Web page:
3 years ago
Japanese architect Shigeru Ban is known for his avant-garde structures and creative use of unconventional materials. Ban, the 2014 Pritzker Prize winner, often builds temporary structures to augment disaster relief efforts. Check out some of his permanent and temporary buildings below.
The Aspen Art Museum in Colorado, USA
Nestled in the Rocky Mountains, this three-story gallery has exhibitions on the bottom two floors and a multipurpose space on the top, which opens to an outdoor terrace with mountain views. The cross-hatch timber frame and glass structures provide plenty of natural light.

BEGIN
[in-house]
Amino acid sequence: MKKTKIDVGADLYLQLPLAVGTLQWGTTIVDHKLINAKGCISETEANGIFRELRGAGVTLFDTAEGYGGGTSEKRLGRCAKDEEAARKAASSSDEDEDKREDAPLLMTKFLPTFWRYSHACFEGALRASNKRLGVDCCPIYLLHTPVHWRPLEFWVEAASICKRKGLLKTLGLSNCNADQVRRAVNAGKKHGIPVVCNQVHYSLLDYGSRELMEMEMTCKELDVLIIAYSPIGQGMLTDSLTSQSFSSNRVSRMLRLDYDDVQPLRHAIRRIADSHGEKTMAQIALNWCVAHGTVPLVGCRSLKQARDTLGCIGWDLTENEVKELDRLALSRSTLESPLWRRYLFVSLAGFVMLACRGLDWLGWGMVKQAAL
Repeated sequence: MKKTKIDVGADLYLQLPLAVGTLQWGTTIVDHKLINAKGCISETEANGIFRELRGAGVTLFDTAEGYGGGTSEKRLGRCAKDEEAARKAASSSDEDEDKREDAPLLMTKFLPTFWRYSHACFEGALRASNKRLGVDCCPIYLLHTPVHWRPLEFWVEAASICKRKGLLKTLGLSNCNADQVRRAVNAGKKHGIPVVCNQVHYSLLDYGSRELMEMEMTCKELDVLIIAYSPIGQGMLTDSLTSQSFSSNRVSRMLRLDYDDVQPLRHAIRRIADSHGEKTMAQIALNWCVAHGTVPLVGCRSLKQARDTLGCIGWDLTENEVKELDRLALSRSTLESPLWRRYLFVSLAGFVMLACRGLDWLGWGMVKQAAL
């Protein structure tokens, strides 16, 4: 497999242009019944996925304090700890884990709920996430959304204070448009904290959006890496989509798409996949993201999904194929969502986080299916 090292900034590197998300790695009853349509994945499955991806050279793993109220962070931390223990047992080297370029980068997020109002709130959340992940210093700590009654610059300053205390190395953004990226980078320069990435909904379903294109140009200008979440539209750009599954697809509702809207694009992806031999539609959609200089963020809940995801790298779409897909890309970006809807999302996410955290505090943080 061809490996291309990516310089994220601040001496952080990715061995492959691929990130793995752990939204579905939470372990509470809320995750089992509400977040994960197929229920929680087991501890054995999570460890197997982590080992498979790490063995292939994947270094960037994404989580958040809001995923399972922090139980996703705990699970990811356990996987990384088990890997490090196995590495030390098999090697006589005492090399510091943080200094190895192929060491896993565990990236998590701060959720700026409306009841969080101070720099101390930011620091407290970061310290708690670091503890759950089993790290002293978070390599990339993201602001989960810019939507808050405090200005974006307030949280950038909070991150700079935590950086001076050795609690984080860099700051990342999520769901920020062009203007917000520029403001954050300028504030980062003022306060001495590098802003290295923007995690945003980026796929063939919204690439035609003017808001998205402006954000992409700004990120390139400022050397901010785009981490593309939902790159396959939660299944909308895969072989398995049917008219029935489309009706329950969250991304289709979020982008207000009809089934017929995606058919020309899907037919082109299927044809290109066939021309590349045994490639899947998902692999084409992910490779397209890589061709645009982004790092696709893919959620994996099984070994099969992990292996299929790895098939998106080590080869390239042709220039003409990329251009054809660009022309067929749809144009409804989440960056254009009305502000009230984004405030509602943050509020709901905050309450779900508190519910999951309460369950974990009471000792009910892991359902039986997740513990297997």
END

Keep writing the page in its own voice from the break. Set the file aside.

Cardboard Cathedral in Christchurch, New Zealand
Christchurch was close to the epicenter of New Zealand’s 2011 earthquake, during which the eponymous church was destroyed. As a temporary salve for the city’s spirit, a church was constructed out of steel, wood, and polycarbonate; with cardboard tubes used for the the A-frame’s interior. Shigeru Ban included the original stained glass from the old church as the design’s keystone.
Centre Pompidou-Metz in Metz, France
Following the trend of architects who’ve designed museums for mass consumption (see: Frank Lloyd Wright’s Guggenheim), Ban executed the Centre Pompidou–Metz as both a standalone work of art and functioning epicenter of the city’s art world. Viewpoints of the Metz’s three landmarks lie underneath the wave-like roof and serve as a way to display exhibits to patrons in the plaza outside.